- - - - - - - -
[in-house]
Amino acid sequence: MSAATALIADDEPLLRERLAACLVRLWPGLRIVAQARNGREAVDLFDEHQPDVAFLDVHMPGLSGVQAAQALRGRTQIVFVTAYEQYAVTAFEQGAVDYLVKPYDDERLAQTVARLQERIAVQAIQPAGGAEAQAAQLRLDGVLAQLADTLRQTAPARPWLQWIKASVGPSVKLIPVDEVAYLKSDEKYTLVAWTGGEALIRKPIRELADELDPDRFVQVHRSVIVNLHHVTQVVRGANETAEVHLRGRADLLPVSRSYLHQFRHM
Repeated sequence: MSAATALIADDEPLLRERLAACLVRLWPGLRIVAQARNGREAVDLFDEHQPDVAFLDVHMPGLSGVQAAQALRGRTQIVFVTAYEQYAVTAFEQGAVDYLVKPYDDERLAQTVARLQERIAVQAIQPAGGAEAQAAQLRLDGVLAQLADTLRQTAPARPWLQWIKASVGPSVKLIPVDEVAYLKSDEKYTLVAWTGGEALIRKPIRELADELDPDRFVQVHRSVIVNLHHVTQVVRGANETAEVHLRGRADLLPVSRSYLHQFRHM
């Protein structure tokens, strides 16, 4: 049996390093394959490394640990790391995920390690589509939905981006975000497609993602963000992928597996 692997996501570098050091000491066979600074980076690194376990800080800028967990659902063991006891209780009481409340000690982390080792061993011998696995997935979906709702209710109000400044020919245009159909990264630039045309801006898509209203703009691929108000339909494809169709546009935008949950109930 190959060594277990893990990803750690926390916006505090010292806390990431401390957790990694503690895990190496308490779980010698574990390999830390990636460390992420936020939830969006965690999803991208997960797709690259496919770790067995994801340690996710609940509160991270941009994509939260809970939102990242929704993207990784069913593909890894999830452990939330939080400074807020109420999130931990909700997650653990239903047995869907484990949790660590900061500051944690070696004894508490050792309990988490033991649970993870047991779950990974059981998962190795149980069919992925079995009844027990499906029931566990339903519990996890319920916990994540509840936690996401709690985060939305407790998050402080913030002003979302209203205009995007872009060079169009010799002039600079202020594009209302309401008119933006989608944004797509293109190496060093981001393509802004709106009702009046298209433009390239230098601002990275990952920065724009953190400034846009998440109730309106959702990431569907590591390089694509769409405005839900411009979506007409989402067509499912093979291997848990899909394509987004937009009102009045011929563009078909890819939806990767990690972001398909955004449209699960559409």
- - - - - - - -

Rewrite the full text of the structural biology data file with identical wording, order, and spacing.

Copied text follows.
[in-house]
Amino acid sequence: MSAATALIADDEPLLRERLAACLVRLWPGLRIVAQARNGREAVDLFDEHQPDVAFLDVHMPGLSGVQAAQALRGRTQIVFVTAYEQYAVTAFEQGAVDYLVKPYDDERLAQTVARLQERIAVQAIQPAGGAEAQAAQLRLDGVLAQLADTLRQTAPARPWLQWIKASVGPSVKLIPVDEVAYLKSDEKYTLVAWTGGEALIRKPIRELADELDPDRFVQVHRSVIVNLHHVTQVVRGANETAEVHLRGRADLLPVSRSYLHQFRHM
Repeated sequence: MSAATALIADDEPLLRERLAACLVRLWPGLRIVAQARNGREAVDLFDEHQPDVAFLDVHMPGLSGVQAAQALRGRTQIVFVTAYEQYAVTAFEQGAVDYLVKPYDDERLAQTVARLQERIAVQAIQPAGGAEAQAAQLRLDGVLAQLADTLRQTAPARPWLQWIKASVGPSVKLIPVDEVAYLKSDEKYTLVAWTGGEALIRKPIRELADELDPDRFVQVHRSVIVNLHHVTQVVRGANETAEVHLRGRADLLPVSRSYLHQFRHM
């Protein structure tokens, strides 16, 4: 049996390093394959490394640990790391995920390690589509939905981006975000497609993602963000992928597996 692997996501570098050091000491066979600074980076690194376990800080800028967990659902063991006891209780009481409340000690982390080792061993011998696995997935979906709702209710109000400044020919245009159909990264630039045309801006898509209203703009691929108000339909494809169709546009935008949950109930 190959060594277990893990990803750690926390916006505090010292806390990431401390957790990694503690895990190496308490779980010698574990390999830390990636460390992420936020939830969006965690999803991208997960797709690259496919770790067995994801340690996710609940509160991270941009994509939260809970939102990242929704993207990784069913593909890894999830452990939330939080400074807020109420999130931990909700997650653990239903047995869907484990949790660590900061500051944690070696004894508490050792309990988490033991649970993870047991779950990974059981998962190795149980069919992925079995009844027990499906029931566990339903519990996890319920916990994540509840936690996401709690985060939305407790998050402080913030002003979302209203205009995007872009060079169009010799002039600079202020594009209302309401008119933006989608944004797509293109190496060093981001393509802004709106009702009046298209433009390239230098601002990275990952920065724009953190400034846009998440109730309106959702990431569907590591390089694509769409405005839900411009979506007409989402067509499912093979291997848990899909394509987004937009009102009045011929563009078909890819939806990767990690972001398909955004449209699960559409």